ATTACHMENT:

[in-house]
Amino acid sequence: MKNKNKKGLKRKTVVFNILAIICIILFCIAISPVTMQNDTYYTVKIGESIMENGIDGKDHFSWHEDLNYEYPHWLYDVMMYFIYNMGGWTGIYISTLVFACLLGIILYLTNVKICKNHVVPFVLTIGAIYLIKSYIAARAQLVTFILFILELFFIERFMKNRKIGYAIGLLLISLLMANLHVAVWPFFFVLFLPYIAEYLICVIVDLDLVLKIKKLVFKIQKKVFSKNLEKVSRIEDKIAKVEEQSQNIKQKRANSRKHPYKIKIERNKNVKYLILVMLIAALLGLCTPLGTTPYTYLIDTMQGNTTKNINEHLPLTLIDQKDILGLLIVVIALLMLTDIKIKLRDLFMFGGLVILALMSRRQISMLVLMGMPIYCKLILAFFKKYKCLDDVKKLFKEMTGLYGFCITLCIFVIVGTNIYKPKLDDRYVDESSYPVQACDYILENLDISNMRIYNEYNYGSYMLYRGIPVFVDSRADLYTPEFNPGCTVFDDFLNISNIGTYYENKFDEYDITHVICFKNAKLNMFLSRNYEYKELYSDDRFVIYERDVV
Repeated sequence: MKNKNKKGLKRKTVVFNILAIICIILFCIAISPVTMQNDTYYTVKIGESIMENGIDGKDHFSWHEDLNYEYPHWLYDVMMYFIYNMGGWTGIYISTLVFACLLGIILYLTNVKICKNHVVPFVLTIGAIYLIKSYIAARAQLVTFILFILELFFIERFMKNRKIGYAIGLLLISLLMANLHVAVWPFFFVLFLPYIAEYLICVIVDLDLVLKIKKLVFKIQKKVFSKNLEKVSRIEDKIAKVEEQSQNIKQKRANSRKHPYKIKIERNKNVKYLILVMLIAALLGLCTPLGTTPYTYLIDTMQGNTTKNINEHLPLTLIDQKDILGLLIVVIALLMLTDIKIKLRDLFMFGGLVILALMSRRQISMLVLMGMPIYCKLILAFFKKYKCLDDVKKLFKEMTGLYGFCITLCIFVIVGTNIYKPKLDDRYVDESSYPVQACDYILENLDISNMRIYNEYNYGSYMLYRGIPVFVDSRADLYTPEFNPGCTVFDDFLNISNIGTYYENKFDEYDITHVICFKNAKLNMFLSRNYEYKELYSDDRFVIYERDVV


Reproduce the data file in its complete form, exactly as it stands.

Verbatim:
[in-house]
Amino acid sequence: MKNKNKKGLKRKTVVFNILAIICIILFCIAISPVTMQNDTYYTVKIGESIMENGIDGKDHFSWHEDLNYEYPHWLYDVMMYFIYNMGGWTGIYISTLVFACLLGIILYLTNVKICKNHVVPFVLTIGAIYLIKSYIAARAQLVTFILFILELFFIERFMKNRKIGYAIGLLLISLLMANLHVAVWPFFFVLFLPYIAEYLICVIVDLDLVLKIKKLVFKIQKKVFSKNLEKVSRIEDKIAKVEEQSQNIKQKRANSRKHPYKIKIERNKNVKYLILVMLIAALLGLCTPLGTTPYTYLIDTMQGNTTKNINEHLPLTLIDQKDILGLLIVVIALLMLTDIKIKLRDLFMFGGLVILALMSRRQISMLVLMGMPIYCKLILAFFKKYKCLDDVKKLFKEMTGLYGFCITLCIFVIVGTNIYKPKLDDRYVDESSYPVQACDYILENLDISNMRIYNEYNYGSYMLYRGIPVFVDSRADLYTPEFNPGCTVFDDFLNISNIGTYYENKFDEYDITHVICFKNAKLNMFLSRNYEYKELYSDDRFVIYERDVV
Repeated sequence: MKNKNKKGLKRKTVVFNILAIICIILFCIAISPVTMQNDTYYTVKIGESIMENGIDGKDHFSWHEDLNYEYPHWLYDVMMYFIYNMGGWTGIYISTLVFACLLGIILYLTNVKICKNHVVPFVLTIGAIYLIKSYIAARAQLVTFILFILELFFIERFMKNRKIGYAIGLLLISLLMANLHVAVWPFFFVLFLPYIAEYLICVIVDLDLVLKIKKLVFKIQKKVFSKNLEKVSRIEDKIAKVEEQSQNIKQKRANSRKHPYKIKIERNKNVKYLILVMLIAALLGLCTPLGTTPYTYLIDTMQGNTTKNINEHLPLTLIDQKDILGLLIVVIALLMLTDIKIKLRDLFMFGGLVILALMSRRQISMLVLMGMPIYCKLILAFFKKYKCLDDVKKLFKEMTGLYGFCITLCIFVIVGTNIYKPKLDDRYVDESSYPVQACDYILENLDISNMRIYNEYNYGSYMLYRGIPVFVDSRADLYTPEFNPGCTVFDDFLNISNIGTYYENKFDEYDITHVICFKNAKLNMFLSRNYEYKELYSDDRFVIYERDVV